For more information, see, Legalities 30: Jeff Koons and Copyright Infringement, by Linda Joy Kattwinkel, http://www.owe.com/resources/legalities/30-jeff-koons-copyright-infringement/ and See also, 7th Circuit criticizes 2nd Circuit’s ‘Transformative Use’ approach to fair use, Kienitz v. Sconnie Nation, Sept. 14, 2014, http://www.law.com/sites/jdsupra/2014/09/22/seventh-circuit-criticizes-second-circuits-transformative-use-approach-to-fair-use/?slreturn=20150103123908, for explanation of possible split in the circuits regarding the Cariou decision’s near-exclusive reliance on transformative use to justify fair use, arguably gutting the derivative use right.

    Images on Slide 16: http://newsgrist.typepad.com/diap_new_media_art_histor/2012/12/copyright-art-three-striking-decisions.html
  • Slide 17:

    Transformative purposes include productive uses and orthogonal uses.

    Good examples of productive uses would be those that promote ongoing authorship -- research uses, including making iterative copies that will be used to inform a critique or a commentary, copies for news reporting, quotes to illustrate a point, to explain, to demonstrate. Another example might be making a photograph of a sculpture for an analytical piece. And as HT indicates, an excellent example is making digital copies of books to enable access by the blind and print disabled.

    Orthogonal uses are those "wholly unrelated to the use made or envisaged by the original author," (Sag, 2010, Predicting FU, citing Samuelson at 2557). These are uses for a new audience, for a new purpose. HT is again instructive: digitizing works to index them for full text search and to enable text mining are excellent examples. So is Jeff Koons’ work, Niagara. So, that work is a creative use, with a creative purpose.

    Again, these are strongest when made in support of First Amendment values.
  • Slide 18:

    Let me give you another example to illustrate the differences among the categories: One might critique or comment upon Margaret Mitchell's, Gone with the Wind, by making a new creative, transformative work, such as the novel, "The Wind Done Gone," a parody, or by writing a scholarly work. Both might be fair uses, but one would rely more on a transformative use (actually changing the work into a new work), the other on a transformative purpose -- a productive use. One might also use her work for an orthogonal purpose by including it in a text-mining project, perhaps to uncover previously unknown information about authors of her era or genre, which information itself might become the subject of some study or other exploration. Such a use is completely different from what Mitchell intended when she wrote the book.

    My use of these images (Slide 18) is also orthogonal, as well as productive: I use them to provide a visual reference for what many would say are subtle nuances that define different aspects of transformative fair use. As an instructor, I rely on fair use of visual images to promote understanding of the law among those who wish to keep their actions within its sometimes “evanescent” boundaries.

  • Slide 19:

    Keep in mind that even if a use or a purpose is transformative, the user must still satisfy the other criteria for a fair use. She must use only so much as is necessary to achieve the transformative use or purpose, and the benefit of the use to the public must exceed the harm to the copyright owner's normal expectation of commercial exploitation of his work.
  • Slide 20:

    So, with this framework in mind, let’s look at what happened in 2013. I chose three cases from a rich array of interesting court challenges that year: Ed Sullivan challenged The Jersey Boys; Faulkner challenged Midnight in Paris; and street artist Dereck Seltzer challenged rock band, Green Day, in the Scream Icon case.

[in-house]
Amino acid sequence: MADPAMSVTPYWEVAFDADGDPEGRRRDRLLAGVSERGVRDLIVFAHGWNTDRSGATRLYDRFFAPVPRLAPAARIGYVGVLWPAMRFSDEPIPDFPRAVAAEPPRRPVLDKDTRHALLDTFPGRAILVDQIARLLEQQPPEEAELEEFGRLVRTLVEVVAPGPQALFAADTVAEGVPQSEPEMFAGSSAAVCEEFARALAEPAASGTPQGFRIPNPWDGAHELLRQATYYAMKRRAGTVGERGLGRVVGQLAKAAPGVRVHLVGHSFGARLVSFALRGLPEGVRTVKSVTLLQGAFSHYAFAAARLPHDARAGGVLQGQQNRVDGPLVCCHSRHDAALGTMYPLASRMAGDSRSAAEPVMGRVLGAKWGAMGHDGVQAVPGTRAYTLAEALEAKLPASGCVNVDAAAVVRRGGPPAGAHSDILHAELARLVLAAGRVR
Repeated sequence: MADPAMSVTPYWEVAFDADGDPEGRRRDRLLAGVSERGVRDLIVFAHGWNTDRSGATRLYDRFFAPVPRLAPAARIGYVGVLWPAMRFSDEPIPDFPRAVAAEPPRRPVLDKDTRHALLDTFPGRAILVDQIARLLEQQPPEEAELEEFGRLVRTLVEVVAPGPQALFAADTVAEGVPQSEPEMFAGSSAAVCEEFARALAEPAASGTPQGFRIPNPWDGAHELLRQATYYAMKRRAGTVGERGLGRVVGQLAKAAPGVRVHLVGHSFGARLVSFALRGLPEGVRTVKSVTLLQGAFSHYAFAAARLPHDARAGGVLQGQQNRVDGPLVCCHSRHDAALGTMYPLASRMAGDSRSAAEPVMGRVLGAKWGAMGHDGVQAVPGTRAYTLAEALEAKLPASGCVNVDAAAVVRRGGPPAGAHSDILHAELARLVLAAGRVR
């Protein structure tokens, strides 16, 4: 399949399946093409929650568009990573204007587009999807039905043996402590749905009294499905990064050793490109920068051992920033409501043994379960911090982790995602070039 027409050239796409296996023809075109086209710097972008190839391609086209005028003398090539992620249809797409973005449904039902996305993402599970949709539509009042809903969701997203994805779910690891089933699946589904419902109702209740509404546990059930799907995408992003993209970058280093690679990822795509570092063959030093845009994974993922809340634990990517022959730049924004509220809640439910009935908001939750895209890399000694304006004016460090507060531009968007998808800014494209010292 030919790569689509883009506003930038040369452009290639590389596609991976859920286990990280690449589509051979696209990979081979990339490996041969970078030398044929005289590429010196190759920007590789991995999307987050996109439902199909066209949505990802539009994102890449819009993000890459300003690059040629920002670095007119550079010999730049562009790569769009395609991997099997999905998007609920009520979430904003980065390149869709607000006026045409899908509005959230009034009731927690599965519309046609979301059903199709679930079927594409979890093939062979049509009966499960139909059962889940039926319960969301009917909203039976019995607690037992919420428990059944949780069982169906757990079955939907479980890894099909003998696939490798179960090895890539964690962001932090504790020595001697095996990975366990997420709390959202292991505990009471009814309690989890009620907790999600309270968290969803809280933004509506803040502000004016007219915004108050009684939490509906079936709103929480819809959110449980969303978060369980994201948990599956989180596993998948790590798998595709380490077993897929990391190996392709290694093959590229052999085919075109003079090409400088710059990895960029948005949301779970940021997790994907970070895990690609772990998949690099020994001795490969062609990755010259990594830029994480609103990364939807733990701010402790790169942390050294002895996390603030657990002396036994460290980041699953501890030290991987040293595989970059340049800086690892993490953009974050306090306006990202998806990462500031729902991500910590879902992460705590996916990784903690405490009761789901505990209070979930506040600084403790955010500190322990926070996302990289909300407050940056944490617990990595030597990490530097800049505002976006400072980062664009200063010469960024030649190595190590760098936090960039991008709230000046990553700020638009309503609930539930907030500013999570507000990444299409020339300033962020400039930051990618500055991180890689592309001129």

• Slide 21:

    First Ed Sullivan: SOFA Entertainment, owner of the copyrights in the Ed Sullivan Show, sued Dodger Productions, the producers of a play about the 60’s rock band, the Four Seasons. Dodger used a 7 second clip of Ed Sullivan introducing the band. In the view of the 9th Cir., the use was “for …historical significance.” The Court noted that “the defendants had imbued [the clip] with new meaning and had done so without usurping whatever demand there was for the original clip.” The lower court awarded Dodger’s attorney’s fees ($155,000) because it “viewed SOFA’s infringement claim as objectively unreasonable and determined that awarding fees would deter future lawsuits that might chill the creative endeavors of others.” The 9th Cir affirmed the award when it affirmed the fair use defense.

    This exemplifies a productive purpose. Jersey Boys uses the 7-second clip to show (illustrate, demonstrate) a point in the Boys’ historical trajectory. Making it on the Ed Sullivan show was quite an accomplishment. In fact, the band viewed it at the time as its hope for reviving its popularity in the midst of the British Invasion. The clip also illustrates an orthogonal use – the new audience, the different expressive purpose, the re-contextualizing giving the older content a new meaning.

    My use of this image from the play (slide 21) serves as a visual referent to aid in understanding and retention of the information the case embodies, the information I am trying to convey. These actors and their director and producers are taking a risk and making a statement about their right to reference the culture of the 20th Century – our culture – for purposes other than the original expressive purpose of the creator of the materials, and for a different audience. Me too.

    Image on Slide 21: http://www.jerseyboyslondon.org/
  • Slide 22:

    Now, the Faulkner challenge: In the movie, Midnight in Paris, Owen Wilson’s character Gil Pender at one point says, “The past is not dead. Actually, it’s not even past,” which he attributes to Faulkner even though the quote was slightly inaccurate. Pender goes on to recount a meeting he has just had with the long-dead Faulkner as proof of the assertion. This movie is a comedy. It’s filled with literary and artistic allusions. This quote describes Pender’s problem: “Golden Age Thinking, the erroneous notion that a different time period is better than the one one’s living in. Ya know, it’s a flaw in the romantic imagination of those people who find it difficult to cope with the present”. “Golden Age Thinking” pervades the film, both in plot and theme.” p. 2, quoting character Bates in the movie.